Of all the tools and techniques a speaker can use to make a presentation more effective, the simple question is the most versatile. Think of it as the Swiss Army Knife of presenting. A well-timed question can accomplish a myriad of communication tasks, from building intrigue to fostering audience engagement, helping you remember what to say, and even calming your speaking anxiety. Leverage questions, and you can become a more compelling and confident presenter. Here’s how:
Questions Connect with the Audience
Audience connection is the key characteristic that distinguishes a memorable presenter from an average one. Are audience members participating with the speaker, or simply listening to the speaker? Questions provide a great way to foster engagement. Questions by their very nature are dialogic. They’re two-way: You ask and your audience responds. I recommend using three types of questions throughout your presentation to get your audience’s attention:
Rhetorical questions build intrigue.
Asking your audience a question for effect (rather than one you expect them to actually answer) prompts them to think about the issue.
Example: “Would you believe that companies are making robotic honeybees to pollinate crops in locales where bees are dying off?”
Polling questions make the audience part of your point.
When asking your audience to respond to your query, be sure to signal how you want them to do so (e.g., model raising your hand as you ask your question, or explain how the online poll works if you are virtually presenting) and comment briefly on the response you get (e.g., “Just as I expected, about 50% of you … “).
Example: “How many of you have ever been stung by a honeybee?”
“What if?” questions root your presentation in time.
Inquire about a possible future or the historical past; and as with rhetorical questions, you may not expect a literal response, but you definitely focus your audience’s attention on the time period you’re describing.
Example: “What would it be like if all crops were pollinated by robo-honeybees?” Or, “Remember when modern science made it possible for genetically modified vegetables to yield more crops?”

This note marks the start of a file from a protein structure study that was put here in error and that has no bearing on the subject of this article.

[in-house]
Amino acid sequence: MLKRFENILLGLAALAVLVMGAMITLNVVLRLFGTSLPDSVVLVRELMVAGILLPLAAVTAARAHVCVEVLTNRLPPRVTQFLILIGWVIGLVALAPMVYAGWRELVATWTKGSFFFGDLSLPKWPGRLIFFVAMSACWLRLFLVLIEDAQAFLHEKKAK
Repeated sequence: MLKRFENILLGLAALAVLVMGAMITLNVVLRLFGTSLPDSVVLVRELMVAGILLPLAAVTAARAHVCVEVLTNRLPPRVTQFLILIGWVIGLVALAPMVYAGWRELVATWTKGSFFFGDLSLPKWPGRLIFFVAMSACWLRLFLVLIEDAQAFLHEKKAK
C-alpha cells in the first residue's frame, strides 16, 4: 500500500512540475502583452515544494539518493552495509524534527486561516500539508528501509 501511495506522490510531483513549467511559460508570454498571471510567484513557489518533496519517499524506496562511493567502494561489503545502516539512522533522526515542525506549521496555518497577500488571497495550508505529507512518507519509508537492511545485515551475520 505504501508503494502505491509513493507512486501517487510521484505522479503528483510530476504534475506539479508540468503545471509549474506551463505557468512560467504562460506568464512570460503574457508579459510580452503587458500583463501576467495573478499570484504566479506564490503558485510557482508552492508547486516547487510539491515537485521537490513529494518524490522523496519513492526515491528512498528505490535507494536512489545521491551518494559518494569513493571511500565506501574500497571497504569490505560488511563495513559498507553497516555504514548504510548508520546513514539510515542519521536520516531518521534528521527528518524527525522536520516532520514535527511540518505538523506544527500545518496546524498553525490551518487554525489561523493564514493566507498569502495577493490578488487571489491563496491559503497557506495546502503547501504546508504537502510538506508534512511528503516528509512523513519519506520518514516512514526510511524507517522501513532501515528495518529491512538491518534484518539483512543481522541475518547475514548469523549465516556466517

Questions Build Your Confidence
Many speakers are anxious because they feel they are under the harsh spotlight of an audience who is constantly evaluating them. But, interestingly, incorporating questions from the moment you start planning can help you feel more confident about every aspect of presenting. Here are two ways to use questions in planning to improve your delivery:
Ask yourself, “What does my audience need to hear from me?”
Instead of seeing speaking as a performance, think of it as being in service of your audience’s needs–this shifts the attention away from you and onto your audience. The most useful way I know to focus on your audience is to start by asking yourself the simple question: “What does my audience need to hear from me?” This not only helps you tailor your message to your audience, but it also reminds you that they are the ones in the spotlight. Make this question your mantra as you prepare and practice your presentations.
Outline your talk using questions.
When writing your next outline, create a list of questions to serve as prompts for what you intend to say. I loathe speaking manuscripts and full-text speaker notes, which only invite memorization and actually increase performance anxiety. An outline, on the other hand, is a very practical tool to help speakers prepare and deliver. And the power of a question-based outline is twofold: First, it allows you to feel more confident because you know the answers to your questions–you no longer need to worry you might not know what to say. Second, you will be more conversational, since you are simply answering your audience’s unasked questions, and conversational delivery is often better remembered by audiences.
When you next face preparing for and delivering a presentation, consider using the MacGyver of communication tools, the question. For just about any task at hand, it can yield all kinds of benefits for you and your audience.
This piece was originally published by Stanford Business and is republished with permission. Follow GSB @StanfordBiz.